O’ahu: An Exploration of Musical Culture and Traditions


A visit to O’ahu is a chance to experience an amazing musical culture and learn techniques unique to Hawaiian styles of music. Live performances abound on the island, from strummers hanging out on Waikiki beach, to performances in a wide variety of venues featuring Hawaii’s best talents. Music makers are friendly and always willing to talk and answer questions about their music.


After a couple days on O’ahu you start to realize that music is everywhere. This is partly thanks to Hawaii’s emphasis on passing down song and music traditions that began, largely thanks to steel and slack key guitarist Gabby Pahinui. He’s seen as a central figure in the Renaissance of Hawaiian music during the 1970s.

Pahinui held legendary weekend jam sessions, kani ka pila, at his home where he taught others, including his children. Gabby died in 1980, but you can often see his sons and other younger musicians carrying on the tradition, performing both locally and worldwide.
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May is an excellent time for music lovers to visit O’ahu as it is the month of the Mele Mei festival, a celebration of Hawaiian music throughout the state. During the festival there are workshops, concerts, hula, and other special events. Most of the events are open to the general public, and many of them are free.

The festival culminates in the annual Hawaiian Academy of Recording Artists Nā Hōkū Hanohano Awards (HARA Awards) at the end of the month. HARA is an awards show honoring the best Hawaiian musicians. Though HARA winners can play any genre of music, there is a strong emphasis on Hawaiian music and culture throughout the show. You can attend the HARA awards ceremony with all its glitter, fanfare, and amazing musical performances for $150-$200, which includes a delicious meal.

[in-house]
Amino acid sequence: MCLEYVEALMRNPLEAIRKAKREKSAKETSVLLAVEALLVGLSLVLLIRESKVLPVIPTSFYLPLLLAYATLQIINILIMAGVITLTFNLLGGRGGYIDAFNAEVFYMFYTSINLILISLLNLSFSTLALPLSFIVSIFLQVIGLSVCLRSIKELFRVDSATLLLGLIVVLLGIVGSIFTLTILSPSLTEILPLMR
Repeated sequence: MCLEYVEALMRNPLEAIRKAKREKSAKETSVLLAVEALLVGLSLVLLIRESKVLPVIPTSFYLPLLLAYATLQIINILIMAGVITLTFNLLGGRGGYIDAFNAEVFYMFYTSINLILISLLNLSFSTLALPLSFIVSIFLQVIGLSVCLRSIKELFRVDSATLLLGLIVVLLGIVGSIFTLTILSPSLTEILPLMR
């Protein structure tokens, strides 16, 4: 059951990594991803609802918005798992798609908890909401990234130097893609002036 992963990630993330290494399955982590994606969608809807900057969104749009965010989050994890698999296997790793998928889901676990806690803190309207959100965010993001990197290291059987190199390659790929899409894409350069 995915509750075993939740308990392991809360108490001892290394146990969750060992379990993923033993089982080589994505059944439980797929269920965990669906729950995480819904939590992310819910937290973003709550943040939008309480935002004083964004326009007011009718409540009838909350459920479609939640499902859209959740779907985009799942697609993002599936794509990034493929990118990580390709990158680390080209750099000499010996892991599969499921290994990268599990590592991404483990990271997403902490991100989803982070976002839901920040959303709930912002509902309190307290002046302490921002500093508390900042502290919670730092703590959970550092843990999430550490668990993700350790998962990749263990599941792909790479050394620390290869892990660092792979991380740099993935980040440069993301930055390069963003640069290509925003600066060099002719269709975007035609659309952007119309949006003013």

Aside from experiencing Hawaiian music, a visit to O’ahu is a great opportunity to learn more about the ukulele. There are many builders on the island and a factory tour is usually well worth the visit. Tours are offered by KoAloha, Kamaka, and Kanile’a, among others. Call ahead to check availability as the factories are often small and space is limited.

Aside from the Mele Mei Festival, there are many other music festivals held on O’ahu throughout the year that celebrate Hawaiian culture:

Ukulele Festival

In July each year O’ahu holds Ukulele Festival Hawaii. First organized by Roy Sakuma in 1971 to demonstrate, by way of a free concert, that the ukulele could be played as “a solo instrument of sophistication and virtuosity and not just a background rhythm instrument.” It is now the largest ukulele festival in the world, with crowds of thousands, guest artists from around the world, and an ukulele orchestra of more than 800 students, including many children.

Slack Key Guitar Festival

Another Hawaiian style is celebrated in August with the Slack Key Guitar Festival. Founded in 1982, this festival celebrates the unique Hawaiian acoustic guitar form ki ho’alu (translated “loosen the key”). The first festival paid tribute to Hawaiian slack key guitarist Gabby Pahinui.

Hula Festivals

For the island’s many Hulaus (hula schools) and dancers, hula is a way of life, directing beliefs, traditions, and values. Wherever there is live Hawaiian music you will likely see hula performed. There are several Hula Festivals  held annually. Moanikeala Hula Festival Hawaii is held at the Polynesian Cultural Center each January. The King Kamehameha Hula Competition, in June, has been held for 41 years. The July Prince Lot Hula Festival is held at Moanalua Gardens. And the Na Hula Festival, which began in 1941, is held in early August.

There’s something about live music performed in the beautiful setting of O’ahu that is magical. That’s probably why many of the venues offering regular live music are at least partially open-air.

Here are a few to try:

Kani Ka Pila Grille: Located at the Outrigger Reef on the Beach Hotel, it offers nightly live music from 6:00PM to 9:00PM.

Duke’s Waikiki: Has live entertainment most evenings from 4:00 PM to 6:00 PM and 9:30 PM to midnight.

Waikiki Beach Walk Plaza Stage: Holds frequent free live music, especially during the Mele Mei Festival.

The Willows Restaurant: Home of Pakele Live!, an award-winning weekly television and Internet streaming concert series, which shares the best of Hawaii’s music to a local, national and global audience.

Corner Kitchen: Open 5:00PM to 2:00AM it is known for its live entertainment, featuring all HARA Award winners.

Cherie Yurco is a former editor at Making Music and has worked as a freelance editor and writer for over 20 years.

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